Barrett Believes. Does Biden?

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According to devotees of Ruth Bader Ginsburg’s personality cult, the ideal Supreme Court Justice is many things. She’s well-educated and professionally successful. She’s articulate. She possesses gravitas. She balances career and family. She cares for the vulnerable. Yet Democratic senators and progressive pundits insist that Amy Coney Barrett is definitely not that woman. But, eager to avoid charges of anti-Catholic bigotry, they tell us it has nothing to do with her religion. No, no! It’s simply that Judge Barrett, a former Notre Dame Law School professor, federal judge, and mother of seven (including two adopted from Haiti) actually believes and practices her Catholic faith—especially its teachings on human life and sexual ethics. That’s the problem.

In the 1960 Democratic Party primary, Massachusetts senator  and Catholic John F. Kennedy expertly exploited America’s historic anti-Catholicism to appeal to both Catholic voters and open-minded non-Catholics who were eager to avoid charges of anti-Catholic prejudice. Observing the resultant double standard, Kennedy’s opponent Hubert Humphrey (a Protestant), wryly commented: “Apparently it is perfectly okay for every person of the Catholic faith to vote for Kennedy, but if a Protestant votes for me then he is a bigot.”

Catholicism and double-standards in politics are once again a topic of conversation, given a presidential election featuring Catholic Democrat, Joe Biden, and the nomination of a politically conservative Catholic, Amy Coney Barrett, to the Supreme Court. E.J. Dionne, a progressive columnist and self-professed Catholic, writes in a September 27 op-ed that the GOP “wants to turn the confirmation process into a festival of double standards when it comes to religion.” Mr. Dionne argues that, while the GOP derides liberal questioning of the role of Barrett’s Catholic faith on the court, it has simultaneously (and hypocritically) attacked Joe Biden’s faith.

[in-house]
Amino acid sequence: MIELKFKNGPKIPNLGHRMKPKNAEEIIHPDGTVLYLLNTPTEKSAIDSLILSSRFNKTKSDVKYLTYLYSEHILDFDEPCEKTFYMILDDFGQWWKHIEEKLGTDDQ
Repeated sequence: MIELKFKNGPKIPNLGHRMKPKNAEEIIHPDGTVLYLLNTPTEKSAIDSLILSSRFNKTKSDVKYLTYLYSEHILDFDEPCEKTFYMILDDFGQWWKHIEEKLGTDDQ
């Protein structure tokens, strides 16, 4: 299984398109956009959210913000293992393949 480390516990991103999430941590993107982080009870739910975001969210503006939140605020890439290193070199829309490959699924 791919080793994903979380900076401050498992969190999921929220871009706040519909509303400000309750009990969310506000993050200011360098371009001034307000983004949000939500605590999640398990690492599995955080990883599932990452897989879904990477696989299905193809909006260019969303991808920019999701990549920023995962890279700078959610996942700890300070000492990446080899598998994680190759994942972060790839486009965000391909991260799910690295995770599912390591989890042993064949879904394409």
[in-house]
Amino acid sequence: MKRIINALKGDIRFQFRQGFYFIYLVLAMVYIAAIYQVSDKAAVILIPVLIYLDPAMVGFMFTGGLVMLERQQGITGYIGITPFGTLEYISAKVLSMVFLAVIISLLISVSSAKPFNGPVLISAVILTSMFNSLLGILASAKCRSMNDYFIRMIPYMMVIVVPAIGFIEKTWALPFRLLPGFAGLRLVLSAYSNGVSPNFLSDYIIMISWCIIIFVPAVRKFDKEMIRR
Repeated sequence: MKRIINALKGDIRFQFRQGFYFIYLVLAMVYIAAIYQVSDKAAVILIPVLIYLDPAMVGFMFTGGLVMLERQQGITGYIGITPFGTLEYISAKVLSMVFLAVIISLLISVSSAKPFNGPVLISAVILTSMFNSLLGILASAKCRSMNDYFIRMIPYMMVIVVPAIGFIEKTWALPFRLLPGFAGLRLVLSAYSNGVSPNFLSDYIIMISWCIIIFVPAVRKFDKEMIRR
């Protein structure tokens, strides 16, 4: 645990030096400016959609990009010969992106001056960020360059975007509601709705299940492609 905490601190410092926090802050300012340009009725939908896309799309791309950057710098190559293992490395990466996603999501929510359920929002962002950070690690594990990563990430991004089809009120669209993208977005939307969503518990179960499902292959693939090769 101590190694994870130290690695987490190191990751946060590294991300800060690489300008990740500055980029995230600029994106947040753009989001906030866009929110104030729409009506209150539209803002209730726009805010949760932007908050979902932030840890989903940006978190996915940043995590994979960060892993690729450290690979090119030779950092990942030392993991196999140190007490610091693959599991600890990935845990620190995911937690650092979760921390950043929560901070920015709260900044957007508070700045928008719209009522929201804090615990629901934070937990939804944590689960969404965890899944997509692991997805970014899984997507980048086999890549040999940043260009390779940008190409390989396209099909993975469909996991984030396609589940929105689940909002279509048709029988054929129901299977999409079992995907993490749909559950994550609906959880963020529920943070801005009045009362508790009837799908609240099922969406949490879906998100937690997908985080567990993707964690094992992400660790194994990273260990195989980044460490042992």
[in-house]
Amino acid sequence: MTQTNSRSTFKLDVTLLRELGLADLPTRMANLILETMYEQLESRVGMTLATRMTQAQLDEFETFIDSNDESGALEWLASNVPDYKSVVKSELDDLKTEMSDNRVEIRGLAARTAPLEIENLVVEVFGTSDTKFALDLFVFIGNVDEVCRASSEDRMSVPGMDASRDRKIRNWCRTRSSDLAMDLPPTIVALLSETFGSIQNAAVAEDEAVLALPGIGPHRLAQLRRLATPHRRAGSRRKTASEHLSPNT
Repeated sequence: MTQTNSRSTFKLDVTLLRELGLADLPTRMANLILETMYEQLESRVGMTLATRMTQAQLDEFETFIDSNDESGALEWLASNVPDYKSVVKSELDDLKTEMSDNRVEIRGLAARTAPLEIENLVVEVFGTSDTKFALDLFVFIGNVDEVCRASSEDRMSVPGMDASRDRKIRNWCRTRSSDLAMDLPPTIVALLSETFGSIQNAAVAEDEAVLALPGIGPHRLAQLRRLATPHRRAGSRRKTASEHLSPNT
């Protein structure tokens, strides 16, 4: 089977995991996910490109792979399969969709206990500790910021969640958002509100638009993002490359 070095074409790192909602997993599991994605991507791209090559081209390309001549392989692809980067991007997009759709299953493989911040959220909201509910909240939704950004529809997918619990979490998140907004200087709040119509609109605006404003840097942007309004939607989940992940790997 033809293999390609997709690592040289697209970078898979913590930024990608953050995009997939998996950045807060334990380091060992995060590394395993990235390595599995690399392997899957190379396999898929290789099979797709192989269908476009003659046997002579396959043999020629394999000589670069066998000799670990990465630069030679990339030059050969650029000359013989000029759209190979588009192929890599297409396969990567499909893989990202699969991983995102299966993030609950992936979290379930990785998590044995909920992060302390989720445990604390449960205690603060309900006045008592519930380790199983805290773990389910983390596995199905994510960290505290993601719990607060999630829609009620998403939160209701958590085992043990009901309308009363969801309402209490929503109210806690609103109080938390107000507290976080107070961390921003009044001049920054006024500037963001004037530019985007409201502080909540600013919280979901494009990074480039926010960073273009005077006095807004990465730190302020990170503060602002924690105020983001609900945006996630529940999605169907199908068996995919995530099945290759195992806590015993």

Mr. Dionne cites former Notre Dame football coach Lou Holtz, who at this year’s GOP convention called Biden a “Catholic in name only” because of Biden’s pro-choice record. Mr. Dionne also calls out the conservative group CatholicVote, which spent $9.7 million in various battleground states labeling Mr. Biden—whom Mr. Dionne calls “devout—“as an “existential threat” to the Church. President Trump, meanwhile, has claimed that Mr. Biden would “hurt God” and “hurt the Bible,” too.

There’s also plenty of examples of liberal media and Democrats attacking Judge Barrett’s faith. Most famously was Senator Dianne Feinstein’s claim during a 2017 Senate Judiciary Committee hearing that the “dogma lives loudly” within Barrett. Since President Trump announced Judge Barrett to replace the late Justice Ginsburg, the Left has expressed a wide variety of concerns that Judge Barrett’s Catholicism is also a threat to America.

“Barrett tied to faith group ex-members say subjugates women,” reported the Associated Press on 28 September, referring to the nominee’s association with the charismatic group People of Praise. Regional female leaders of the organization were once called “handmaids,” something a 28 September Washington Post article noted was quite concerning given many Americans now associate that word with “The Handmaid’s Tale,” a television program about a theocratic dystopian future. Who cares if the word is directly attributable to Mary’s response to Gabriel in Luke 1:38? Others have referred to the organization as a “secretive,” “fascist” cult.

Left-leaning publications have in turn implied that Barrett’s 2006 speech to Notre Dame Law School, in which she told graduating Catholic lawyers that the “end” of their careers “is building the kingdom of God,” is a violation of the separation of church and state. (It’s also official Church teaching. See the Catechism of the Catholic Church §526, 543-546, 2046.) An NPR article in turn notes that Barrett’s Catholicism is of an “unusual intensity and character,” including her participation in a Christian legal organization, Blackstone Legal Fellowship, that promotes a “distinctly Christian worldview in every area of law.”